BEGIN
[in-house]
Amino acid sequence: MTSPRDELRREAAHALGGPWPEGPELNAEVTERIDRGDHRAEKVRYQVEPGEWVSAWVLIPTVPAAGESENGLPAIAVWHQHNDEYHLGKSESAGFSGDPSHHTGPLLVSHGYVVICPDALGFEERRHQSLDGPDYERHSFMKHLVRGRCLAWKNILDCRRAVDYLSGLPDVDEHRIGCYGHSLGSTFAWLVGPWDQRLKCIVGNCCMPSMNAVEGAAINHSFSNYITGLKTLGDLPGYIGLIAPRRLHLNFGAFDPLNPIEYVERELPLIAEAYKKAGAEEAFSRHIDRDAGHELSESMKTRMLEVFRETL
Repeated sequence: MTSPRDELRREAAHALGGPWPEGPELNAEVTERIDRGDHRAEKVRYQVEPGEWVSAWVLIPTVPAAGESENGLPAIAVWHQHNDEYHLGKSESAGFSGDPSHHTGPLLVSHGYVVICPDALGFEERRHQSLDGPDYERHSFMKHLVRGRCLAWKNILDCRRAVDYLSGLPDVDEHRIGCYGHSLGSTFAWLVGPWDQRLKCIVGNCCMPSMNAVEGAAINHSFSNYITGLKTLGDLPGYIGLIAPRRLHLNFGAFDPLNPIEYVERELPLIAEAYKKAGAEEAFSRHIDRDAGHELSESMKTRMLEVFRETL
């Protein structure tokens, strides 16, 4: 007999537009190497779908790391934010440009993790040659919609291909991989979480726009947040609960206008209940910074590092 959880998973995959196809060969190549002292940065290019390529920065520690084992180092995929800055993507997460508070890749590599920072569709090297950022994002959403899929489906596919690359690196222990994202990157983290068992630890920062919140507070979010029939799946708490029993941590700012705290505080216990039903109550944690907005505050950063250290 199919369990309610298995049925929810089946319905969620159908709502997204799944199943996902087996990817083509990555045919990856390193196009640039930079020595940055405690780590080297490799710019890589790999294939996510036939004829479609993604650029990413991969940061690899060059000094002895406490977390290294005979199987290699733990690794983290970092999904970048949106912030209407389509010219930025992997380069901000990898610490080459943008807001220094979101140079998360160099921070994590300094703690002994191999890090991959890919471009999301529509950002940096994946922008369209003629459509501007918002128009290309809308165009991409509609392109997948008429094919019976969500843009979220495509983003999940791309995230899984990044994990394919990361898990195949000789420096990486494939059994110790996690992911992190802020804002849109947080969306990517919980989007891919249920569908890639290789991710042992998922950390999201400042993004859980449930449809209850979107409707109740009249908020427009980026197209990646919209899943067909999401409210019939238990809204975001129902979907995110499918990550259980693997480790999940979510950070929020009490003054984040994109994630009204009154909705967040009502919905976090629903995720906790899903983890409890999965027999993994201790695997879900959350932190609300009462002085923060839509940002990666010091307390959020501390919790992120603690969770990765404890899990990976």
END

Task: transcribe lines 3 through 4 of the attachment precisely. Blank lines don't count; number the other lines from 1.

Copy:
Repeated sequence: MTSPRDELRREAAHALGGPWPEGPELNAEVTERIDRGDHRAEKVRYQVEPGEWVSAWVLIPTVPAAGESENGLPAIAVWHQHNDEYHLGKSESAGFSGDPSHHTGPLLVSHGYVVICPDALGFEERRHQSLDGPDYERHSFMKHLVRGRCLAWKNILDCRRAVDYLSGLPDVDEHRIGCYGHSLGSTFAWLVGPWDQRLKCIVGNCCMPSMNAVEGAAINHSFSNYITGLKTLGDLPGYIGLIAPRRLHLNFGAFDPLNPIEYVERELPLIAEAYKKAGAEEAFSRHIDRDAGHELSESMKTRMLEVFRETL
């Protein structure tokens, strides 16, 4: 007999537009190497779908790391934010440009993790040659919609291909991989979480726009947040609960206008209940910074590092 959880998973995959196809060969190549002292940065290019390529920065520690084992180092995929800055993507997460508070890749590599920072569709090297950022994002959403899929489906596919690359690196222990994202990157983290068992630890920062919140507070979010029939799946708490029993941590700012705290505080216990039903109550944690907005505050950063250290 199919369990309610298995049925929810089946319905969620159908709502997204799944199943996902087996990817083509990555045919990856390193196009640039930079020595940055405690780590080297490799710019890589790999294939996510036939004829479609993604650029990413991969940061690899060059000094002895406490977390290294005979199987290699733990690794983290970092999904970048949106912030209407389509010219930025992997380069901000990898610490080459943008807001220094979101140079998360160099921070994590300094703690002994191999890090991959890919471009999301529509950002940096994946922008369209003629459509501007918002128009290309809308165009991409509609392109997948008429094919019976969500843009979220495509983003999940791309995230899984990044994990394919990361898990195949000789420096990486494939059994110790996690992911992190802020804002849109947080969306990517919980989007891919249920569908890639290789991710042992998922950390999201400042993004859980449930449809209850979107409707109740009249908020427009980026197209990646919209899943067909999401409210019939238990809204975001129902979907995110499918990550259980693997480790999940979510950070929020009490003054984040994109994630009204009154909705967040009502919905976090629903995720906790899903983890409890999965027999993994201790695997879900959350932190609300009462002085923060839509940002990666010091307390959020501390919790992120603690969770990765404890899990990976």